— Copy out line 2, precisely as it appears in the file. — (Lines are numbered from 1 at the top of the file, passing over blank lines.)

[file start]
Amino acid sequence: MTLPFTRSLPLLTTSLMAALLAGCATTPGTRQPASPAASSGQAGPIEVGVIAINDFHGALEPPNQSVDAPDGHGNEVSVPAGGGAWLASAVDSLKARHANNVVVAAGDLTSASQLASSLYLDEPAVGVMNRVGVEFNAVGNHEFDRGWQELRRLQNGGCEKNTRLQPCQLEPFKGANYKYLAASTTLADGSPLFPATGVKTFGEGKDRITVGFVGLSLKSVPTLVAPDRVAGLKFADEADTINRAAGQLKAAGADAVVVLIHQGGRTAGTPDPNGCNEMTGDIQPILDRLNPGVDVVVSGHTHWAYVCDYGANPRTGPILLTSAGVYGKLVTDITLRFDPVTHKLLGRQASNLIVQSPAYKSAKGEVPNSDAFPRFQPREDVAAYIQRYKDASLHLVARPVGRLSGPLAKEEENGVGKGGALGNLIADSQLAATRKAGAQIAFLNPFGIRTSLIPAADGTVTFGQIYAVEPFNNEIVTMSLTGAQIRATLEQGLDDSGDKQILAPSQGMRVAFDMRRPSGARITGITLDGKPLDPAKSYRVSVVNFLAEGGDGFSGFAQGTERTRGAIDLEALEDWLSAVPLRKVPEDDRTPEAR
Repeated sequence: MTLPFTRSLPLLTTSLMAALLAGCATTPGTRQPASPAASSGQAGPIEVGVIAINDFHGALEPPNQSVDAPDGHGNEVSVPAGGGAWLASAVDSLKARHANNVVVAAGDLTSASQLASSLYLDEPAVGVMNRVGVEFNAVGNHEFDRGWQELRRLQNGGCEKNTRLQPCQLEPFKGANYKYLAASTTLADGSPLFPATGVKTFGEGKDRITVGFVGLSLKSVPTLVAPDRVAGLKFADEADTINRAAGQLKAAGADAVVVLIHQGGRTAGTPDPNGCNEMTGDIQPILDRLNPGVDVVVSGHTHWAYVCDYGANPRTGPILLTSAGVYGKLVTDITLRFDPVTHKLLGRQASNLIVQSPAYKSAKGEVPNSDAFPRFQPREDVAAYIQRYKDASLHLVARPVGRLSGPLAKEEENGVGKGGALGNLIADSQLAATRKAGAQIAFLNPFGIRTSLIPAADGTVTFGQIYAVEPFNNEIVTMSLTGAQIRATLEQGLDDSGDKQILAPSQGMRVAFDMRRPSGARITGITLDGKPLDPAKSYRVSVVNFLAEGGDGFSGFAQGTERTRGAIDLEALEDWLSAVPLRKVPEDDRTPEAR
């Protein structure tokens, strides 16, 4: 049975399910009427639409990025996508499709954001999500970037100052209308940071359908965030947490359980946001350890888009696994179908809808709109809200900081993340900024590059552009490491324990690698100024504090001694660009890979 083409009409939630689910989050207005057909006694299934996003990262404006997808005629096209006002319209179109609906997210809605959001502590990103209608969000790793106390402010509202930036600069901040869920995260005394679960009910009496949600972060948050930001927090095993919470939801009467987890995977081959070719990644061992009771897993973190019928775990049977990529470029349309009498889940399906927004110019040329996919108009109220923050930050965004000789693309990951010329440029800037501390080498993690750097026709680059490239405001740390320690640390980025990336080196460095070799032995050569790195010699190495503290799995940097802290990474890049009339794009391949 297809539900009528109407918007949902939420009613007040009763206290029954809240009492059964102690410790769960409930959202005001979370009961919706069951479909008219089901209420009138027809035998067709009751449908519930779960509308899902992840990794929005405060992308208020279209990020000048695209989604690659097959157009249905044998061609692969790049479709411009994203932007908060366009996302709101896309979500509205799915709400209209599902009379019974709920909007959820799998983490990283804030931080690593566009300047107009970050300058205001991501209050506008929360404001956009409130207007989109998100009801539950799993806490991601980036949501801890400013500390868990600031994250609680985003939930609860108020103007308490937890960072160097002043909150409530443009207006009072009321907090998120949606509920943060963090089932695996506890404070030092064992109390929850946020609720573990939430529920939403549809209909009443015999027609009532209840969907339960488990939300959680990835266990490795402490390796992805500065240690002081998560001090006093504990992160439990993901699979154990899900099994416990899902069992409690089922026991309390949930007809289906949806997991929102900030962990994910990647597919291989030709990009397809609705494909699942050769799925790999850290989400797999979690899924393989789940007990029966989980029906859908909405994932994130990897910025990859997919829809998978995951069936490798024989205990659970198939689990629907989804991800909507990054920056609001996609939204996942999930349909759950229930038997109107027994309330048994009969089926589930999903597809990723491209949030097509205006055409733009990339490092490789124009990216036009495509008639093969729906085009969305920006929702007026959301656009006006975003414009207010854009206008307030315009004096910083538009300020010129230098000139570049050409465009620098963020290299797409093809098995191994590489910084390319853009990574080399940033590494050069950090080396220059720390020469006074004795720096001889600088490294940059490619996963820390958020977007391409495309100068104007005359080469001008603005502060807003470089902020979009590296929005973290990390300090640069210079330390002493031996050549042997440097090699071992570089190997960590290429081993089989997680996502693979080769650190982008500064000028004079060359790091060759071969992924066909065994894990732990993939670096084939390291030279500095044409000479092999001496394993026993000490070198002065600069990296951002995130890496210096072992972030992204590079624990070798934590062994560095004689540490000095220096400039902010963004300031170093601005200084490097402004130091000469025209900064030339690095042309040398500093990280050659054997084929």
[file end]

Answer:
Repeated sequence: MTLPFTRSLPLLTTSLMAALLAGCATTPGTRQPASPAASSGQAGPIEVGVIAINDFHGALEPPNQSVDAPDGHGNEVSVPAGGGAWLASAVDSLKARHANNVVVAAGDLTSASQLASSLYLDEPAVGVMNRVGVEFNAVGNHEFDRGWQELRRLQNGGCEKNTRLQPCQLEPFKGANYKYLAASTTLADGSPLFPATGVKTFGEGKDRITVGFVGLSLKSVPTLVAPDRVAGLKFADEADTINRAAGQLKAAGADAVVVLIHQGGRTAGTPDPNGCNEMTGDIQPILDRLNPGVDVVVSGHTHWAYVCDYGANPRTGPILLTSAGVYGKLVTDITLRFDPVTHKLLGRQASNLIVQSPAYKSAKGEVPNSDAFPRFQPREDVAAYIQRYKDASLHLVARPVGRLSGPLAKEEENGVGKGGALGNLIADSQLAATRKAGAQIAFLNPFGIRTSLIPAADGTVTFGQIYAVEPFNNEIVTMSLTGAQIRATLEQGLDDSGDKQILAPSQGMRVAFDMRRPSGARITGITLDGKPLDPAKSYRVSVVNFLAEGGDGFSGFAQGTERTRGAIDLEALEDWLSAVPLRKVPEDDRTPEAR